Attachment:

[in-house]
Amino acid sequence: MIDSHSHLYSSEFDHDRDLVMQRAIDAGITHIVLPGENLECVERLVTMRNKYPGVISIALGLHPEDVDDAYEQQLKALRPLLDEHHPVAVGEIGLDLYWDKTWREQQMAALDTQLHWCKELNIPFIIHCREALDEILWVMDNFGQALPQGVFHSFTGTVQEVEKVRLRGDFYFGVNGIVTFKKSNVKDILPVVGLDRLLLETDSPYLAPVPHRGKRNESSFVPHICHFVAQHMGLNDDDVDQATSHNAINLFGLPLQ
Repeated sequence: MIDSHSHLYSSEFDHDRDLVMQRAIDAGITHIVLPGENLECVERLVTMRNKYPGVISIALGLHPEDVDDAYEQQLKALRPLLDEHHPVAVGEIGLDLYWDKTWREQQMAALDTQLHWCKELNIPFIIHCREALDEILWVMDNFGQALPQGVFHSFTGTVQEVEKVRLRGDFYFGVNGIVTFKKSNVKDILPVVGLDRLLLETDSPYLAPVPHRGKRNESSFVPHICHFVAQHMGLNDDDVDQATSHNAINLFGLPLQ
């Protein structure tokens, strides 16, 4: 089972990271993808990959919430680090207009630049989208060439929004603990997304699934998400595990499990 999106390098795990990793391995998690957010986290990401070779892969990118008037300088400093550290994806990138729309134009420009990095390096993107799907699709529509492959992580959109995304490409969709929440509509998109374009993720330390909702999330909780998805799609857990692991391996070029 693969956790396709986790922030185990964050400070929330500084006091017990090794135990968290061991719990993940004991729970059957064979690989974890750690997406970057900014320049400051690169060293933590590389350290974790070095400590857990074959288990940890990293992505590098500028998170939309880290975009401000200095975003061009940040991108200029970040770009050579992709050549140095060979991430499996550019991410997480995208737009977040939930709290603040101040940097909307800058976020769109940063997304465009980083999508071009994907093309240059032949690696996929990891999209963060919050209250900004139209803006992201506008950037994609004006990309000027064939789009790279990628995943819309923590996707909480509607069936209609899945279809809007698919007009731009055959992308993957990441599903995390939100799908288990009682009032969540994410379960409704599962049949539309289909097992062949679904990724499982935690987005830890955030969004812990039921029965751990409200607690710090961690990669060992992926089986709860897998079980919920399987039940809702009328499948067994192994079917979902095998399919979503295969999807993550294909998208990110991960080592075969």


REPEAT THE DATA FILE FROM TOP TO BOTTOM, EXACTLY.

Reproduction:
[in-house]
Amino acid sequence: MIDSHSHLYSSEFDHDRDLVMQRAIDAGITHIVLPGENLECVERLVTMRNKYPGVISIALGLHPEDVDDAYEQQLKALRPLLDEHHPVAVGEIGLDLYWDKTWREQQMAALDTQLHWCKELNIPFIIHCREALDEILWVMDNFGQALPQGVFHSFTGTVQEVEKVRLRGDFYFGVNGIVTFKKSNVKDILPVVGLDRLLLETDSPYLAPVPHRGKRNESSFVPHICHFVAQHMGLNDDDVDQATSHNAINLFGLPLQ
Repeated sequence: MIDSHSHLYSSEFDHDRDLVMQRAIDAGITHIVLPGENLECVERLVTMRNKYPGVISIALGLHPEDVDDAYEQQLKALRPLLDEHHPVAVGEIGLDLYWDKTWREQQMAALDTQLHWCKELNIPFIIHCREALDEILWVMDNFGQALPQGVFHSFTGTVQEVEKVRLRGDFYFGVNGIVTFKKSNVKDILPVVGLDRLLLETDSPYLAPVPHRGKRNESSFVPHICHFVAQHMGLNDDDVDQATSHNAINLFGLPLQ
């Protein structure tokens, strides 16, 4: 089972990271993808990959919430680090207009630049989208060439929004603990997304699934998400595990499990 999106390098795990990793391995998690957010986290990401070779892969990118008037300088400093550290994806990138729309134009420009990095390096993107799907699709529509492959992580959109995304490409969709929440509509998109374009993720330390909702999330909780998805799609857990692991391996070029 693969956790396709986790922030185990964050400070929330500084006091017990090794135990968290061991719990993940004991729970059957064979690989974890750690997406970057900014320049400051690169060293933590590389350290974790070095400590857990074959288990940890990293992505590098500028998170939309880290975009401000200095975003061009940040991108200029970040770009050579992709050549140095060979991430499996550019991410997480995208737009977040939930709290603040101040940097909307800058976020769109940063997304465009980083999508071009994907093309240059032949690696996929990891999209963060919050209250900004139209803006992201506008950037994609004006990309000027064939789009790279990628995943819309923590996707909480509607069936209609899945279809809007698919007009731009055959992308993957990441599903995390939100799908288990009682009032969540994410379960409704599962049949539309289909097992062949679904990724499982935690987005830890955030969004812990039921029965751990409200607690710090961690990669060992992926089986709860897998079980919920399987039940809702009328499948067994192994079917979902095998399919979503295969999807993550294909998208990110991960080592075969």